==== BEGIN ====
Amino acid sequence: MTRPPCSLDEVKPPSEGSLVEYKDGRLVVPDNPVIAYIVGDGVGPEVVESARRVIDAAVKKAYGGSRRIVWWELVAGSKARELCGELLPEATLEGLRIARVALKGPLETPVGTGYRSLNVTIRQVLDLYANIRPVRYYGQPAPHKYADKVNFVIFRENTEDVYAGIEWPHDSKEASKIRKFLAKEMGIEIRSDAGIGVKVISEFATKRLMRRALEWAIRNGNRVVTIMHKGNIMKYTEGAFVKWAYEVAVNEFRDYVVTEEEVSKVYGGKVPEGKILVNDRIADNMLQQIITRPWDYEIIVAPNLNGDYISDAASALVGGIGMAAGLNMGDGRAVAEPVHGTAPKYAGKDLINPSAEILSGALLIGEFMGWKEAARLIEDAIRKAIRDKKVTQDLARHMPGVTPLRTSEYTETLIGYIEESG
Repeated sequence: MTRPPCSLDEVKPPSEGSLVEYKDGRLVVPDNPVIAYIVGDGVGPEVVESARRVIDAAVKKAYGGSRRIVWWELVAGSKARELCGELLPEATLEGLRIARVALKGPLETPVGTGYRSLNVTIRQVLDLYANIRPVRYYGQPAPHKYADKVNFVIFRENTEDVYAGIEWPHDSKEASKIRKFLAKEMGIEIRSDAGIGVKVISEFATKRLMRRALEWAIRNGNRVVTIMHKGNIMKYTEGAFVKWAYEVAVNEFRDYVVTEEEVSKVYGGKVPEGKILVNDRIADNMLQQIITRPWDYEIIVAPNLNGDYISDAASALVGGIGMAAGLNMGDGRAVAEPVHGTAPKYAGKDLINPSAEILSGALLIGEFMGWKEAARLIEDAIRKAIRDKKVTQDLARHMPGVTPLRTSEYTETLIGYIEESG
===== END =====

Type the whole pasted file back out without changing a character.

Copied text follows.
Amino acid sequence: MTRPPCSLDEVKPPSEGSLVEYKDGRLVVPDNPVIAYIVGDGVGPEVVESARRVIDAAVKKAYGGSRRIVWWELVAGSKARELCGELLPEATLEGLRIARVALKGPLETPVGTGYRSLNVTIRQVLDLYANIRPVRYYGQPAPHKYADKVNFVIFRENTEDVYAGIEWPHDSKEASKIRKFLAKEMGIEIRSDAGIGVKVISEFATKRLMRRALEWAIRNGNRVVTIMHKGNIMKYTEGAFVKWAYEVAVNEFRDYVVTEEEVSKVYGGKVPEGKILVNDRIADNMLQQIITRPWDYEIIVAPNLNGDYISDAASALVGGIGMAAGLNMGDGRAVAEPVHGTAPKYAGKDLINPSAEILSGALLIGEFMGWKEAARLIEDAIRKAIRDKKVTQDLARHMPGVTPLRTSEYTETLIGYIEESG
Repeated sequence: MTRPPCSLDEVKPPSEGSLVEYKDGRLVVPDNPVIAYIVGDGVGPEVVESARRVIDAAVKKAYGGSRRIVWWELVAGSKARELCGELLPEATLEGLRIARVALKGPLETPVGTGYRSLNVTIRQVLDLYANIRPVRYYGQPAPHKYADKVNFVIFRENTEDVYAGIEWPHDSKEASKIRKFLAKEMGIEIRSDAGIGVKVISEFATKRLMRRALEWAIRNGNRVVTIMHKGNIMKYTEGAFVKWAYEVAVNEFRDYVVTEEEVSKVYGGKVPEGKILVNDRIADNMLQQIITRPWDYEIIVAPNLNGDYISDAASALVGGIGMAAGLNMGDGRAVAEPVHGTAPKYAGKDLINPSAEILSGALLIGEFMGWKEAARLIEDAIRKAIRDKKVTQDLARHMPGVTPLRTSEYTETLIGYIEESG